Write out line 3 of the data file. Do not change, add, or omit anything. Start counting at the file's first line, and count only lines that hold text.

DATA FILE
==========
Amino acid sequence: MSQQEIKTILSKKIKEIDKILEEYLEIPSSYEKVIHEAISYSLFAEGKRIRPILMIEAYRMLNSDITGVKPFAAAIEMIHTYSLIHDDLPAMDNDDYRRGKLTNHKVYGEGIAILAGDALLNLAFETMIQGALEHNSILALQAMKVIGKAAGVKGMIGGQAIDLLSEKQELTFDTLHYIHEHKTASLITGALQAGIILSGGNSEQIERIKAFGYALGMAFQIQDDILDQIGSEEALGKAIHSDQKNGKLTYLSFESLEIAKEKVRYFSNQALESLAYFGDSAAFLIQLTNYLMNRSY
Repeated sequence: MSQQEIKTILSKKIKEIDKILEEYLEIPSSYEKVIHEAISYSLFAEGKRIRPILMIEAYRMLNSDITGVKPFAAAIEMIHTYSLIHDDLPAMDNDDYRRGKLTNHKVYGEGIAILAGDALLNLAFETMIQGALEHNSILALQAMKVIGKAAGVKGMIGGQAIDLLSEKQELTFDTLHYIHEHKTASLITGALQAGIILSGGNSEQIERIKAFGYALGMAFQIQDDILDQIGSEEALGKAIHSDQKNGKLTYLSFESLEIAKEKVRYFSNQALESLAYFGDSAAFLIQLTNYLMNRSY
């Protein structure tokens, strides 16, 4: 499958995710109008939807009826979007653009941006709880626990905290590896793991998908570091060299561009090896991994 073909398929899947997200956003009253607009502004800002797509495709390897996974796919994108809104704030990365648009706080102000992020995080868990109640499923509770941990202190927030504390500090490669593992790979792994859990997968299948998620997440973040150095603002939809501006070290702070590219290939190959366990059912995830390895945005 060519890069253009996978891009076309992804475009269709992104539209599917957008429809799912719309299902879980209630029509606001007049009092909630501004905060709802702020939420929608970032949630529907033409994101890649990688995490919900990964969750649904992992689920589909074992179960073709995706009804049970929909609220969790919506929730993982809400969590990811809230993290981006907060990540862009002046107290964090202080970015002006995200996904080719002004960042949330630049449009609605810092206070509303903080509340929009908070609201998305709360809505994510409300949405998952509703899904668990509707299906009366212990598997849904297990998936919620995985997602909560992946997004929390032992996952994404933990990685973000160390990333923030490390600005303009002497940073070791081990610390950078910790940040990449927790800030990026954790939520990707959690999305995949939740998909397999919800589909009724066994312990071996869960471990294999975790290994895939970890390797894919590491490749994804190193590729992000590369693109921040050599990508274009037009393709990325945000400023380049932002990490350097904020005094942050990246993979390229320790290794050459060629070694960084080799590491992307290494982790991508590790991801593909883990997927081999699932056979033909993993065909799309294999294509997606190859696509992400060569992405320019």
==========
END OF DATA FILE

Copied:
């Protein structure tokens, strides 16, 4: 499958995710109008939807009826979007653009941006709880626990905290590896793991998908570091060299561009090896991994 073909398929899947997200956003009253607009502004800002797509495709390897996974796919994108809104704030990365648009706080102000992020995080868990109640499923509770941990202190927030504390500090490669593992790979792994859990997968299948998620997440973040150095603002939809501006070290702070590219290939190959366990059912995830390895945005 060519890069253009996978891009076309992804475009269709992104539209599917957008429809799912719309299902879980209630029509606001007049009092909630501004905060709802702020939420929608970032949630529907033409994101890649990688995490919900990964969750649904992992689920589909074992179960073709995706009804049970929909609220969790919506929730993982809400969590990811809230993290981006907060990540862009002046107290964090202080970015002006995200996904080719002004960042949330630049449009609605810092206070509303903080509340929009908070609201998305709360809505994510409300949405998952509703899904668990509707299906009366212990598997849904297990998936919620995985997602909560992946997004929390032992996952994404933990990685973000160390990333923030490390600005303009002497940073070791081990610390950078910790940040990449927790800030990026954790939520990707959690999305995949939740998909397999919800589909009724066994312990071996869960471990294999975790290994895939970890390797894919590491490749994804190193590729992000590369693109921040050599990508274009037009393709990325945000400023380049932002990490350097904020005094942050990246993979390229320790290794050459060629070694960084080799590491992307290494982790991508590790991801593909883990997927081999699932056979033909993993065909799309294999294509997606190859696509992400060569992405320019």